Q:

How is small vessel ischemia treated?

A:

Quick Answer

Treatment for small vessel ischemia centers around medications to control the condition and prevent a heart attack, according to Mayo Clinic. Surgery usually is not an option for this disease due to the small size of the blood vessels. Patients with small vessel ischemia also undergo frequent medical checkups in order to monitor the disease.

Continue Reading

Full Answer

Medications for the treatment of small vessel ischemia include nitroglycerin to treat chest pain and help blood flow to the heart, cholesterol medications, and medications to reduce blood pressure and prevent blood clot formation, according to the American Heart Association. The primary symptom of this disease is chest pain, but other symptoms include shortness of breath, fatigue, low energy and problems sleeping. It is more common in women and patients with high blood pressure or diabetes. Other risk factors include high cholesterol, smoking, obesity and a family history of cardiac disease.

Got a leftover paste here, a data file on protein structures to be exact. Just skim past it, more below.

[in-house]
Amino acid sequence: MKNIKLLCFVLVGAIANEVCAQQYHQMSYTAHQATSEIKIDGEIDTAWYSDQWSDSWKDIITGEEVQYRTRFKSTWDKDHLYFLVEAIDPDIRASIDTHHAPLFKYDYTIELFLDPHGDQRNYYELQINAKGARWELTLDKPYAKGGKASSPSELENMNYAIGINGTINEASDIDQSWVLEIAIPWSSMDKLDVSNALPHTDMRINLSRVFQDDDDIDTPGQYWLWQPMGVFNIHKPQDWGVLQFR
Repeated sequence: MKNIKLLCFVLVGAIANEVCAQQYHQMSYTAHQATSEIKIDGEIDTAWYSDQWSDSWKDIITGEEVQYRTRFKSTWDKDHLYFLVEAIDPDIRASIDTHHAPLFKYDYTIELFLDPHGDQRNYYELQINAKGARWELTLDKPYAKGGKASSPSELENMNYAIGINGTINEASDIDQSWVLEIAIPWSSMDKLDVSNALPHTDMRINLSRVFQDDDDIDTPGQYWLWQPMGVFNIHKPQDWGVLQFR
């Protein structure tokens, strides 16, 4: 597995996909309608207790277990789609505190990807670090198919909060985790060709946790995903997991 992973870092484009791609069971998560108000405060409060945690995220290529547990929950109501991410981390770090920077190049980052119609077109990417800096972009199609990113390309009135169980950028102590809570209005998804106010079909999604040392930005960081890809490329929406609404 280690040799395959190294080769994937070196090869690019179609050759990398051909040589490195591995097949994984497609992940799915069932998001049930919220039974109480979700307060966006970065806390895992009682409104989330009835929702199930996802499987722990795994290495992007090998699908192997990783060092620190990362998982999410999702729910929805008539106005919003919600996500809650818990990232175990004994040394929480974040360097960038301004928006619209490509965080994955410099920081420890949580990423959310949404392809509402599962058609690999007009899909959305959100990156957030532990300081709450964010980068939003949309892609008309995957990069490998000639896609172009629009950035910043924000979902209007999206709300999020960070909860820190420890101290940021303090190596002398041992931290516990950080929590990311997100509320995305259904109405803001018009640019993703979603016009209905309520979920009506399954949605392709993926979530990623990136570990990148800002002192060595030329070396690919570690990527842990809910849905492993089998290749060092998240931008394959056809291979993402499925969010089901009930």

The term "small vessel ischemia" refers to the narrowing of the small arteries of the heart, explains Mayo Clinic. This causes chest pain and the other symptoms typical of heart disease but without blockage of the major arteries. It is difficult for doctors to confirm a diagnosis of small vessel disease because the narrowed blood vessels are too small for detection on standard tests for heart disease, says the American Heart Association.

Learn more about Conditions & Diseases

Related Questions

Explore